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[1300a] [1] and this usually happens when there is a plentiful supply of pay for those who attend the assembly, for being at leisure they meet frequently and decide all things themselves. But a Superintendent of Children and a Superintendent of Women, and any other magistrates that exercise a similar sort of supervision, are an aristocratic feature, and not democratic (for how is it possible to prevent the wives of the poor from going out of doors1?) nor yet oligarchic (for the wives of oligarchic rulers are luxurious). But let the discussion of these matters go no further at present, and let us attempt to go through from the beginning the question of the ways of appointing the magistrates. The varieties here depend on three determinants, the combinations of which must give all the possible modes. One of these three determining points is, who are the persons who appoint the magistrates? the second is, from whom? and last, in what manner? And of each of these three determinants there are three variations: either all the citizens appoint or some, and either from all or from a certain class (defined for instance by property-assessment or birth or virtue or some other such qualification, as at Megara only those were eligible who returned in a body from exile and fought together against the common people),2 and the mode of appointment may be either by vote or by lot; again, these systems may be coupled together— [20] I mean that some citizens may appoint to some offices but all to others, and to some offices all citizens may be eligible but to others only a certain class, and to some appointment may be by vote but to others by lot. And of each variation of these determinants there will be four modes: either all citizens may appoint from all by vote, or all from all by lot—and from all either section by section, for instance by tribes or demes or brotherhoods until the procedure has gone through all the citizens, or from the whole number every time,—or else partly in one way and partly in the other. Again, if the electors are some of the citizens, they must either appoint from all by vote, or from all by lot, or from some by vote, or from some by lot, or partly in one way and partly in the other—I mean partly by vote and partly by lot. Hence the modes prove to be twelve, apart from the two combinations. And among these, two ways of appointment are democratic—for all to appoint from all by vote, or by lot, or by both—some offices by lot and others by vote; but for not all to be the electors and for them to appoint simultaneously, and either from all or from some either by lot or by vote or by both, or some offices from all and others from some by both (by which I mean some by lot and others by vote) is constitutional. And for some to appoint from all, to some offices by vote and to others by lot or by both3 (to some by lot and to others by vote) is oligarchical; and it is even more oligarchical to appoint from both classes. But to appoint some offices from all and the others from a certain class is constitutional with an aristocratic bias;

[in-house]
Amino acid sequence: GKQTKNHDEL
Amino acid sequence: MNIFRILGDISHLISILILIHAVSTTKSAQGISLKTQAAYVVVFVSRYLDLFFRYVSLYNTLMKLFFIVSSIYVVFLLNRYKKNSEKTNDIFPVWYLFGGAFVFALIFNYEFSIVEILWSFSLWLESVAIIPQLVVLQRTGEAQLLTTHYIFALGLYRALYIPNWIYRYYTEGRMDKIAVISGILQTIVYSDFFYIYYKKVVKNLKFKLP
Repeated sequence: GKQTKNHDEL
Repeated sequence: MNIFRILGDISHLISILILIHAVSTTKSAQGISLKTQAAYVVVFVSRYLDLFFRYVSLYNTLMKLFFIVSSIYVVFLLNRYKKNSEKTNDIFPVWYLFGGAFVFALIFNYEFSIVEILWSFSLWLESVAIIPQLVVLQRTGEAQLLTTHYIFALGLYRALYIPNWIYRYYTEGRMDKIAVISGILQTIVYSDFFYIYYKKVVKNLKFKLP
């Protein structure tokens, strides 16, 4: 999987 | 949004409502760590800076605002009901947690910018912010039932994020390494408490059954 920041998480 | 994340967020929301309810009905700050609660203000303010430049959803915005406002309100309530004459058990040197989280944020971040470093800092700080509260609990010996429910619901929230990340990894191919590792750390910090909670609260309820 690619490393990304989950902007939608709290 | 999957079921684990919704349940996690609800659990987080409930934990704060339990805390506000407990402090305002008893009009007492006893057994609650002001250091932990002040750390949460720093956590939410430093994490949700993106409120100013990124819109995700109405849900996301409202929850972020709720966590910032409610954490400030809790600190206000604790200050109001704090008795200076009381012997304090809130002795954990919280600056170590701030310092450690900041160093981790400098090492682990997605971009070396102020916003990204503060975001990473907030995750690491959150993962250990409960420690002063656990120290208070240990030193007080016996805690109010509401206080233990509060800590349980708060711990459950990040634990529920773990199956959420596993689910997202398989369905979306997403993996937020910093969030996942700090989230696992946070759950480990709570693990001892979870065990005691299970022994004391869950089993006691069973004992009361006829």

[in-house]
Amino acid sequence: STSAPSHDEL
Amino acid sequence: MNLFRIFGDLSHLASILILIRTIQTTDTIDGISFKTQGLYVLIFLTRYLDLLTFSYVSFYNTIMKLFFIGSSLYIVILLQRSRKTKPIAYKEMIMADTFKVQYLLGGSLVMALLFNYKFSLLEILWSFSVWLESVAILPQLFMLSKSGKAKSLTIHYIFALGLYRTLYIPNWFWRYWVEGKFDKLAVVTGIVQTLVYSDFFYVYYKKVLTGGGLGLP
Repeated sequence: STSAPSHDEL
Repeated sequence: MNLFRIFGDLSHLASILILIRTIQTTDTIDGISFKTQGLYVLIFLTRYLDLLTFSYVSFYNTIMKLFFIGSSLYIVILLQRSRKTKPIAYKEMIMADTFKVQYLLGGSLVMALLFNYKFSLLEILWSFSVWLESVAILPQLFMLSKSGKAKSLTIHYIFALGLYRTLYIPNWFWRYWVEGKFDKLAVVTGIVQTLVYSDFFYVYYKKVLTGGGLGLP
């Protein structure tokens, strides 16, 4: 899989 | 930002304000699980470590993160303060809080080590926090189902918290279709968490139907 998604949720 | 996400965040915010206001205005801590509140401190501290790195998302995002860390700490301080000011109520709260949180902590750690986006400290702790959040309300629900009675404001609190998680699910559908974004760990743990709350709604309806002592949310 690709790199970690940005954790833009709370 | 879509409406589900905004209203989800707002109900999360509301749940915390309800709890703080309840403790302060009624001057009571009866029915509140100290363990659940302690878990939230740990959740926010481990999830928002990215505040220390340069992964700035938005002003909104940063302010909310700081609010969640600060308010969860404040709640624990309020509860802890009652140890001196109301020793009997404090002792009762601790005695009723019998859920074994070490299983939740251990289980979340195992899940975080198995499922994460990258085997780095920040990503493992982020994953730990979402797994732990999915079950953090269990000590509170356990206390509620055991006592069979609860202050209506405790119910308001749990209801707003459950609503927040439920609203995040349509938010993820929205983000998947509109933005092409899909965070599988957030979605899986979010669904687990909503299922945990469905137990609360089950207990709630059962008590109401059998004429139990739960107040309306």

1 Or possibly ‘from going in processions’: Solon made regulations ταῖς ἐξόδοις τῶν γυναικῶν καὶ τοῖς πένθεσι καὶ ταῖς ἑορταῖςPlut. Sol. 21).

2 It is quite uncertain when this event took place and whether it is the same as those referred to at 1302b 30 f. and l304b 34 ff.

3 Perhaps the Greek should be rewritten to give ‘for some to appoint from all either by vote or by lot or by both.’

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